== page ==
Clearly these two viewpoints are mutually exclusive – GIP cannot allow employees to coast on a sickness absence payout while simultaneously being used to harangue them back to work. What makes this situation worse is that neither accurately reflects reality. GIP providers are in a unique position to observe trends such as the troubling persistence of presenteeism, as well as understanding the value of work to health, as a growing body of evidence is demonstrating. Now, it would be naïve to suggest GIP providers operate out of charity, but there is a virtuous circle to workplace health which everyone can capitalise on. This broad view of health and productivity is embodied in the support services.
Employee Assistance Programmes (EAP) – provided free alongside most GIP policies on the market these days – are a great tool. Employee literature and posters are commonly supplied as standard, plus counselling services that provide appropriate advice and support on all manner of personal issues, in absolute confidence. Nowadays, EAPs integrate online health assessments and lifestyle management tips, and may even connect with mobile apps to give employees unprecedented access to information about their health.
Second medical opinion (SMO) services report that up to half of service users have a refined or completely changed treatment path after using the service, and up to 1 in 5 have their diagnosis itself refined or even completely changed. Experience-rated and Trust-based PMI schemes are becoming increasingly popular, following the increases in Insurance Premium Tax, and this certainty is vital in that context. They are not all offered by all employers, of course, hence the introduction of services such as a Treatment Sourcing Service, which an employee can use in the knowledge they are getting a great deal, convenient for them.
The jewel in the crown of modern GIP is vocational rehabilitation. Personalised support for anyone who goes off sick, with the cost factored into the policy premium, is a step-change in employee health which has been maturing for the past ten or fifteen years. Now it is coming into its own.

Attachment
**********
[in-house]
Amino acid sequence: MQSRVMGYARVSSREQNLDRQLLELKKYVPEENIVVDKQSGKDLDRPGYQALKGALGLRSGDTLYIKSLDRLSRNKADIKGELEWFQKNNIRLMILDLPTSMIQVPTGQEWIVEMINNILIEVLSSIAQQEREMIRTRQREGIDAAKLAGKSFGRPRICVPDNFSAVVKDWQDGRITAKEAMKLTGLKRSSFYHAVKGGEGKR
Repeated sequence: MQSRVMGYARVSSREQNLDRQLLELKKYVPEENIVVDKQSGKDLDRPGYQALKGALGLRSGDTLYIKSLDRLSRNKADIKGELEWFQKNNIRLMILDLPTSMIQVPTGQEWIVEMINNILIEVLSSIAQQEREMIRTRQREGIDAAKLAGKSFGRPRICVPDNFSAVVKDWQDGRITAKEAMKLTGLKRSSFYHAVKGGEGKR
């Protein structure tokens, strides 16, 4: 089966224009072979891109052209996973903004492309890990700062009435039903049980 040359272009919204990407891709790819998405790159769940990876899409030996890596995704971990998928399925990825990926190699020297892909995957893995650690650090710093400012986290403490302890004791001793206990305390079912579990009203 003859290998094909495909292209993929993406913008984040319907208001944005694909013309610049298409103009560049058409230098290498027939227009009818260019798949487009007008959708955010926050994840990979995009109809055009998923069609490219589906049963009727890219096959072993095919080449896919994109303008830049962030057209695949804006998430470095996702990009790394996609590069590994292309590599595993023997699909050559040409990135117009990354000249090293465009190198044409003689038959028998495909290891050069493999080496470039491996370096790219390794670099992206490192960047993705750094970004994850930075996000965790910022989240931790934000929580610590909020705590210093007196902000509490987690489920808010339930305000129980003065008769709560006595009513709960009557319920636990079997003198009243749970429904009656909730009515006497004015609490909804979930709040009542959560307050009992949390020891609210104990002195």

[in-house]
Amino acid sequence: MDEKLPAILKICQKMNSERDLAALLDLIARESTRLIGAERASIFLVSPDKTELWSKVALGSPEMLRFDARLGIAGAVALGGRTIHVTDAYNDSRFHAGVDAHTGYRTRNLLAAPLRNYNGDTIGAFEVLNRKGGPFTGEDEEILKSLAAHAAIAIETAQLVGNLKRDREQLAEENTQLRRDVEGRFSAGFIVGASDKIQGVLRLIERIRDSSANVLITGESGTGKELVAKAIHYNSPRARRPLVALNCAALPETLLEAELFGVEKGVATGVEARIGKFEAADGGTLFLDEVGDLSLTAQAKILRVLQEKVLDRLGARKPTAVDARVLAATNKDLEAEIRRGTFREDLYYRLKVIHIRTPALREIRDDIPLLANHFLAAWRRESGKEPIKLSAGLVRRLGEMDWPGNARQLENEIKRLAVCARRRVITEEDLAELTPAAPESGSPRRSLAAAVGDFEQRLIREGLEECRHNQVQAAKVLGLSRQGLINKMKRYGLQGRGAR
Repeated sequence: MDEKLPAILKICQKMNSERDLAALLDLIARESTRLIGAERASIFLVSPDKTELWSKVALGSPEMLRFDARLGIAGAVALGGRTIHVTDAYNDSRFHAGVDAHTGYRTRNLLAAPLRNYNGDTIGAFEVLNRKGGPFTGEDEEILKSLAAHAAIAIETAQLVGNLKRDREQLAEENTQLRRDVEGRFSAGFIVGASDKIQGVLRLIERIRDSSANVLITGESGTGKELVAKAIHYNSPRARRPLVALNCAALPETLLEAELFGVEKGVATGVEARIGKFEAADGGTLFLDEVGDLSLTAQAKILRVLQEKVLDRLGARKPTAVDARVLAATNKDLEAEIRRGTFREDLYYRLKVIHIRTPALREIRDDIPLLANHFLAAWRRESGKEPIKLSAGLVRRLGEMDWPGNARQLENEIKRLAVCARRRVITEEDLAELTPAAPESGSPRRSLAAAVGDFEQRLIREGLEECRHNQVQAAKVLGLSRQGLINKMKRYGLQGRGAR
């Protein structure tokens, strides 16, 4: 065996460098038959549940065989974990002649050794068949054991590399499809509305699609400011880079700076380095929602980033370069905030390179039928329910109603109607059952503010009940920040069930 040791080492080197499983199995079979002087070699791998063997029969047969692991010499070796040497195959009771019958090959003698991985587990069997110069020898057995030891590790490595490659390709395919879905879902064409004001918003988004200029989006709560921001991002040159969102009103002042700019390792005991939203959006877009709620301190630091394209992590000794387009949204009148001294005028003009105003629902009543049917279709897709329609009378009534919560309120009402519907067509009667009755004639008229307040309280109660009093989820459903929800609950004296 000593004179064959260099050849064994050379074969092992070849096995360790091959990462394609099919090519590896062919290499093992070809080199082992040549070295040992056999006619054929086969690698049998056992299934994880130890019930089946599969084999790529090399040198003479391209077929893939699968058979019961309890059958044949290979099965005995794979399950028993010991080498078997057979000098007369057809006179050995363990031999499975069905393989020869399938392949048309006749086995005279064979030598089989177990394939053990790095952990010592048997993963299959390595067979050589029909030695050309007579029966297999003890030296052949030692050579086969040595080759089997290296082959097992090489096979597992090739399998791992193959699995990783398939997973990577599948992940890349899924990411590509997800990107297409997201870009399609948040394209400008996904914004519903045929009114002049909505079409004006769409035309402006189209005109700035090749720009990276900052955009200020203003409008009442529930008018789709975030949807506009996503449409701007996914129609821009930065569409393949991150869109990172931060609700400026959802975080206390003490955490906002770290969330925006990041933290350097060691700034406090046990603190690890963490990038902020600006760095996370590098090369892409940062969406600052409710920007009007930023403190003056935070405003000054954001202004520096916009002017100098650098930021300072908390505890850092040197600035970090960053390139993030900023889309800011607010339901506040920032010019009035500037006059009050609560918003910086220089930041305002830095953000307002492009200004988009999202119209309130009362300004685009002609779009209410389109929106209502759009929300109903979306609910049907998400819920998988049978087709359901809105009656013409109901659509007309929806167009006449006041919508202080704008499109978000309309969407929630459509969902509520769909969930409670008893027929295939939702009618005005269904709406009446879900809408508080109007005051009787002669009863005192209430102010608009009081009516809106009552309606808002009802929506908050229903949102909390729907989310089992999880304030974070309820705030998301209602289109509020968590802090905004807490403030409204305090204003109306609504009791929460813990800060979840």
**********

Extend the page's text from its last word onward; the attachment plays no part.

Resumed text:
Day one contact with insurers offering an Early Intervention Service (EIS) is the current goal in the market. If an employee becomes ill, employers can refer to their insurer immediately, who will step in and provide support tailored to the exact circumstances of the employee, with their wellbeing at the heart of all decisions. Having a mechanism such as this in place gives employees the confidence to take time off if they need it, while allowing employers the peace of mind that their sympathy is not being taken advantage of. Besides keeping claim incidence and premiums down, this collaborative approach can be the cultural catalyst to stem the presenteeism epidemic in the UK.
If long-term absence is unavoidable, the EIS framework can be morphed into vocational rehabilitation services, to ensure staff are given the help they need and are able to return to work as quickly as is safe and appropriate: a clear positive for employer and employee.
UK productivity lags 18 percentage points below the rest of the G7 average, showing a clear need for UK businesses to focus on facilitating an environment that creates happy, productive staff. The benefits an employer chooses to provide speak to its values and priorities. GIP, with its focus on employee health and productivity, sends a clear message that the people who support the business will be well looked after in return for their service.
There is a massive opportunity to communicate the value of GIP. As few as 17,000 companies currently offer the benefit, covering around 2.1m people, and so the opportunity cannot be understated for everyone to make the most of a healthier workforce using this product as the catalyst.